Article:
Subtle Recruitment Strategies That Get Results

By Katherine Spencer Lee

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Bill Gates’ recent testimony before the Senate requesting support to allow IT staff from foreign countries to work in the United States reinforced what many technology executives have already recognized: It can be very challenging to recruit skilled talent in the current market.

A recent survey of CIOs by Robert Half Technology found that it takes an average of 56 days to fill a staff-level IT position and 87 days to bring a new manager on board.

As companies vie for the most qualified candidates, “How can our firm attract technology professionals?” has become the million-dollar question. Certainly, making sure your compensation and benefits package is competitive is a good start. But to truly enhance your recruitment tactics, you may need to broaden the scope of your efforts beyond money and perks.

Applicants will begin making judgments about your organization before they even submit an application. The overall impression they have of your firm can mean the difference between someone who is enthusiastic about joining your team and someone who writes off the opportunity altogether.

Here are some strategies that can help tip the scales in your favor:

Build Industry Buzz - Draw candidates to your company by making it a place people want to work. If your business isn’t a household name, do your part to develop recognition in the community.

IT professionals seek to be a part of organizations they respect, particularly those doing interesting work. Speak to a local user-group meeting about your experience with a particular technology or talk to an IT association about a key project your department completed last year. Writing articles for technology publications, websites or professional groups also can build interest in your firm as a prospective employer.

If your company has a public relations or marketing team, tap into their expertise. Get the word out through the media about unique endeavors your department may be engaged in. For instance, if your company is the first in its industry to use a new technology, you could offer to be profiled during the implementation process. You’ll help to put your company in the spotlight.

Consider the Surroundings - Once you’ve drawn candidates to your firm, make sure you’re ready to conduct the resulting employment interviews. That means more than preparing interview questions ahead of time.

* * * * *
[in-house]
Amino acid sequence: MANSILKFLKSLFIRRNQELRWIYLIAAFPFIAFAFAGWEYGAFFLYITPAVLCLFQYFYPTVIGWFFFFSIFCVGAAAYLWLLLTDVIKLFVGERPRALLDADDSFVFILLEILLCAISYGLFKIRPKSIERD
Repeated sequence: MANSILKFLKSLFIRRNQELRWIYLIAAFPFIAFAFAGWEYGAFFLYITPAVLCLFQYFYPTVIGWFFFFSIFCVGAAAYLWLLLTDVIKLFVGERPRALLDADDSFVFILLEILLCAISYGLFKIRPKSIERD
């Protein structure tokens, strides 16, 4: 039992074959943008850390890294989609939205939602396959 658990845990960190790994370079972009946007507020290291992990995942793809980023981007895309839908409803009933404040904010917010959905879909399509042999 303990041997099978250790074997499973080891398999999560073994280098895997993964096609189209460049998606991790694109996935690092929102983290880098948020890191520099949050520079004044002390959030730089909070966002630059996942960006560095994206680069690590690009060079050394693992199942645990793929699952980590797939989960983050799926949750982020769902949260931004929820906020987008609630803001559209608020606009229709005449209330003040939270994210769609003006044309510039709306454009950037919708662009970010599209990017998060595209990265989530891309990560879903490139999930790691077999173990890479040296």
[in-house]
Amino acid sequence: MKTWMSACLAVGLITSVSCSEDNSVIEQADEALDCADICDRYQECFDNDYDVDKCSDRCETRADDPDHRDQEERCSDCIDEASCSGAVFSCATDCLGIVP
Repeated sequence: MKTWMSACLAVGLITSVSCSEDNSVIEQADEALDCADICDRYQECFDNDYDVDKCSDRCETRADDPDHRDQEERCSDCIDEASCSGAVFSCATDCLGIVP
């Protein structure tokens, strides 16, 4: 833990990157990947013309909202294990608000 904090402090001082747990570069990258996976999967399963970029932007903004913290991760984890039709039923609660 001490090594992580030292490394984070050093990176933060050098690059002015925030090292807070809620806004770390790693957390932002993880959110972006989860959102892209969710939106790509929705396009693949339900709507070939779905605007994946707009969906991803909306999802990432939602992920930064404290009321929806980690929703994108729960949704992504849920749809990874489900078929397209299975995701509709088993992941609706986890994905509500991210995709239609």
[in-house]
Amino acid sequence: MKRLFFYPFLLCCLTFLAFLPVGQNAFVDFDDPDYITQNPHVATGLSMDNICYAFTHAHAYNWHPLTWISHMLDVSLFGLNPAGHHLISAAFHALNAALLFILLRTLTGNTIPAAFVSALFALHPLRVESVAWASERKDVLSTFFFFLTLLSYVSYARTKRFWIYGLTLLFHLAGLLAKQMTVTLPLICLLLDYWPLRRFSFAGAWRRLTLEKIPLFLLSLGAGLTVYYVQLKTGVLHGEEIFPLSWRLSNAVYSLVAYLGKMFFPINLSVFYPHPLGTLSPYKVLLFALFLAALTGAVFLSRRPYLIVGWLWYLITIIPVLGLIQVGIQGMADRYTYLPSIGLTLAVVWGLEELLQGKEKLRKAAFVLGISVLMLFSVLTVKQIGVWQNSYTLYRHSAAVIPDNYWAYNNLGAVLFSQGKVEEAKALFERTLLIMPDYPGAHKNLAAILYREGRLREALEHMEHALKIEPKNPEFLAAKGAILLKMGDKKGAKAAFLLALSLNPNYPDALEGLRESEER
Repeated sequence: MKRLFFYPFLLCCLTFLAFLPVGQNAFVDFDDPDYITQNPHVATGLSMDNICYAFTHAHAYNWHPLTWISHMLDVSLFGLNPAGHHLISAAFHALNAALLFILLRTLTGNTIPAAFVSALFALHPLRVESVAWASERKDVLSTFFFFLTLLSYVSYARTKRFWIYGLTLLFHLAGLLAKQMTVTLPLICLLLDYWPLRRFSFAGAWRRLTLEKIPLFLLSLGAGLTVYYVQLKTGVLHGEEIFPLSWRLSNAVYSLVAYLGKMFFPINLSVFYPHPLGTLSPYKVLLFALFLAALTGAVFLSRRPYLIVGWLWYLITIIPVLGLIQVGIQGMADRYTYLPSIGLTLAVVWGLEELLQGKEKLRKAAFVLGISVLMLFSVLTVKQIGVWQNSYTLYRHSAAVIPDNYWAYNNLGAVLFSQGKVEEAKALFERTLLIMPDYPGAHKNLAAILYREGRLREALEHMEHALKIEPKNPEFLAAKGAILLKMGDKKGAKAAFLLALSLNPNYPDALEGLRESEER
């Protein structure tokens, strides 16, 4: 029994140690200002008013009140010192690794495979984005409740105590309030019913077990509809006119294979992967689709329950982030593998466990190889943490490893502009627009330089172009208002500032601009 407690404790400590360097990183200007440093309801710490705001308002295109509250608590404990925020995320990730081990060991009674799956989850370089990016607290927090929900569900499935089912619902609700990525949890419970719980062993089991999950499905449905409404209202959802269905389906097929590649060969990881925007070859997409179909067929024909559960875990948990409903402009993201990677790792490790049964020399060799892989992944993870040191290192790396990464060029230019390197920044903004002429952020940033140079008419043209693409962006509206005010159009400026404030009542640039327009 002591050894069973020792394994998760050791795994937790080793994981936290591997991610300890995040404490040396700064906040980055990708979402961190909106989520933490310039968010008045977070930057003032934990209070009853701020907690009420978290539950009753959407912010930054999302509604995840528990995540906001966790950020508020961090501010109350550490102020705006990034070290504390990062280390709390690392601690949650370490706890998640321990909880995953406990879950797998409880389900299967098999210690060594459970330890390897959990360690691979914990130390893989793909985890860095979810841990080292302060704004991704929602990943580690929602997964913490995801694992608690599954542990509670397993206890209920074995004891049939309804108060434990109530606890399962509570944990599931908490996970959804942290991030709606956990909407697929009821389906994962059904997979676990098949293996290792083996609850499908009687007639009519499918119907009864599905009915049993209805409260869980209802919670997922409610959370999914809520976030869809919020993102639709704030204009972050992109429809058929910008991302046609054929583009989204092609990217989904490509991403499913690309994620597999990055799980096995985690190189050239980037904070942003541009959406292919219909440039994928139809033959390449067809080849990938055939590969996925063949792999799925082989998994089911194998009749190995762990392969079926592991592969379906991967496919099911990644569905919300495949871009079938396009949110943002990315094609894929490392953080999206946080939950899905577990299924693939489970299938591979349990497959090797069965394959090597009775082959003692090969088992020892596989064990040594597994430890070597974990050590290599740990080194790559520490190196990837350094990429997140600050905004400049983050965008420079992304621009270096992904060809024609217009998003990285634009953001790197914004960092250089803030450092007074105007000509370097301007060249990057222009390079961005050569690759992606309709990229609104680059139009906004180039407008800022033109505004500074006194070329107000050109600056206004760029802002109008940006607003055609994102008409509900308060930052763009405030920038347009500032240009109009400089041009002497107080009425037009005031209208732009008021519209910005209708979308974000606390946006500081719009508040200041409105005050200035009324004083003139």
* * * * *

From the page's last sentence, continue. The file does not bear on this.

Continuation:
Take an honest look at your department: What are job applicants likely to think of it on a first visit? If people have to walk by cubicles filled with old furniture and cables, desktop units and other tech gear spilling into the aisles, you may get a “Wow” for the wrong reasons. Prospective employees may doubt your firm’s professionalism, organization or ability to get simple things done, like disposing of old monitors. You don’t have to spend a lot of money to create an inviting work environment.

Offer a Warm Greeting - Make people feel welcome when they arrive at your company. Inform the receptionist of the candidate’s name and appointment time. Then do your best to adhere to the interview schedule.

A late start can be particularly troublesome to applicants who may be missing work for the appointment, and tardiness suggests that the interview isn’t a high priority to you. Also, re-read the person’s resume before the meeting, so you’re familiar with his or her background.

Be careful about scheduling appointments with candidates too close together. You don’t want applicants to feel that they’re part of an assembly line of interviews.

Highlight Technology Investments - During the screening process, it’s easy to get so caught up in evaluating candidates and their potential fit with the company that you don’t adequately promote the job opportunity.

IT professionals will have a keen interest in the technologies your firm uses and any future plans for upgrades. Candidates want to know if they’ll be stuck working with outdated products or whether your company is keeping up with trends. So, if your firm has made or expects to make any interesting IT investments, be sure to tout them to prospective employees.

Promote your History - Many IT professionals either experienced the dot-com crash firsthand or knew colleagues who did and want to avoid similar job loss again. They’ll be looking carefully for any warning signs of potential problems in your business.

Having financial success and a strong track record in your industry can be critical selling points. Talk about your organization’s management team and hand out printed materials such as annual reports that reinforce your firm’s stability.

Often it’s the small actions you take that can set your company apart from the competition when recruiting IT professionals. Think beyond dollars and cents to what you truly can offer candidates: Why would someone want to work for you? Playing up some of the less obvious bonuses of joining your team may give you just the edge you need to secure the best employees.

Katherine Spencer Lee is executive director of Robert Half Technology, a provider of IT professionals for initiatives ranging from e-business development and multi-platform systems integration to network engineering and technical support. Robert Half Technology has more than 100 locations in the North America and Europe, and offers online job search services at www.rht.com.